Prior to commencing our research, the local health authorities had indicated that trachoma was absent from the indigenous population. The local health officials and the IMSS representatives authorized only visual acuity testing, followed by a supplementary, rapid clinical examination of the children’s inferior conjunctivas for the assessment of follicles. Therefore, the present study should not be likened to a trachoma survey. These exams were performed by trained, volunteer physicians in their third year of residency in ophthalmology. Positive follicles were defined by detection of at least five round swellings of at least 0.5 mm in diameter that were lighter in color—white, gray, or yellow—than the surrounding conjunctiva.

To avoid cross-contamination, physicians changed gloves between subjects, and were not allowed to handle pens, flashlights, or clinical files, nor register any data. An independent assistant managed the identification of the children and other logistics. Clinical data were registered by an independent ophthalmologist.

Sampling procedure

Specimens were collected from children 6 to 12 years of age presenting follicles. After administration of 1% tetracaine eye drops, the inferior eye lid was reverted with sterile gauze, and the follicles in the inferior conjunctiva were scraped with sterile, disposable, apyrogenic, stainless-steel, Kimura-like spatulas. After sampling, the children received a local application of chloramphenicol ointment.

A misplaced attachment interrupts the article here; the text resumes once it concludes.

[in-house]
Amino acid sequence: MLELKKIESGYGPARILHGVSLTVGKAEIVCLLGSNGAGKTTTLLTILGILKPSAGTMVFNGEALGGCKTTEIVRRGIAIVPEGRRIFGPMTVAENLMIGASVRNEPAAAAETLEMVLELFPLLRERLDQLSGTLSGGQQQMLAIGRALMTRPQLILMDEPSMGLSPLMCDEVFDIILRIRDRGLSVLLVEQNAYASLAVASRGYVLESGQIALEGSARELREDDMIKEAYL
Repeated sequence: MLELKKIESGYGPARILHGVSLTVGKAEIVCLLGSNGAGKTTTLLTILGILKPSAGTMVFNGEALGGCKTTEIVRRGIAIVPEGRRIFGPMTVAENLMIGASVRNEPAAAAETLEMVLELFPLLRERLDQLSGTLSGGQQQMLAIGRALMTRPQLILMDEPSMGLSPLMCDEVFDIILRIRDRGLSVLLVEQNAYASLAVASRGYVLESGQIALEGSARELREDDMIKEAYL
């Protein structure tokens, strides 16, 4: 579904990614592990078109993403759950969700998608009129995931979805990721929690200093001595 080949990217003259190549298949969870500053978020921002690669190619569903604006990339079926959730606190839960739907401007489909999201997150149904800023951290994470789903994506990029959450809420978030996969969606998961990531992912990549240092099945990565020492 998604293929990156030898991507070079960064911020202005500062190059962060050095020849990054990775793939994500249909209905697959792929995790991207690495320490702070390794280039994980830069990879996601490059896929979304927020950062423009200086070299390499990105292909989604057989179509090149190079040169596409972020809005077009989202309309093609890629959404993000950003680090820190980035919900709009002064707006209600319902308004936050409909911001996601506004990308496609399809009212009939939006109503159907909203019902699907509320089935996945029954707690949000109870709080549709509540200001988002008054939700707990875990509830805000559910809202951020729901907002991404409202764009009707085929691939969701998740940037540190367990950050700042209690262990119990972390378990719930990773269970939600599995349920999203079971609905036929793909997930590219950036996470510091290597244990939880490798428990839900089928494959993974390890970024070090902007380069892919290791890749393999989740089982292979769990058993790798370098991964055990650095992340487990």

C. trachomatis detection

Although DNA extraction and amplification (NAATs) are known to be more sensitive than Giemsa staining and microimmunofluorescence (MIF) for the detection of Chlamydia in human conjunctiva (20–23), this study’s funding would not cover the cost of the most sensitive options. Therefore, two samples were obtained from each child by scraping the conjunctiva. The samples were deposed on coded, multialveolar, black-Teflon slides; fixed with ice-cold acetone/ethanol (1:1) at –20°C for 30 minutes, and dried and conditioned separately in individual, paper envelopes. The fixed slides were kept at –20°C until staining for microscopic examination.

C. trachomatis detection was carried out on masked samples in two laboratories. In the first lab, staff experienced in the identification of typical, intracytoplasmic, epithelial cell basophilic inclusions examined smears stained with Giemsa (pH 7.4) and determined whether each was positive or negative. In the second lab, MIF was conducted by incubating the fixed specimens with a FITC-labeled monoclonal antibody diluted in a Blue Evans solution (counterstaining) according to manufacturer’s instructions (Biomérieux, Lyon, France).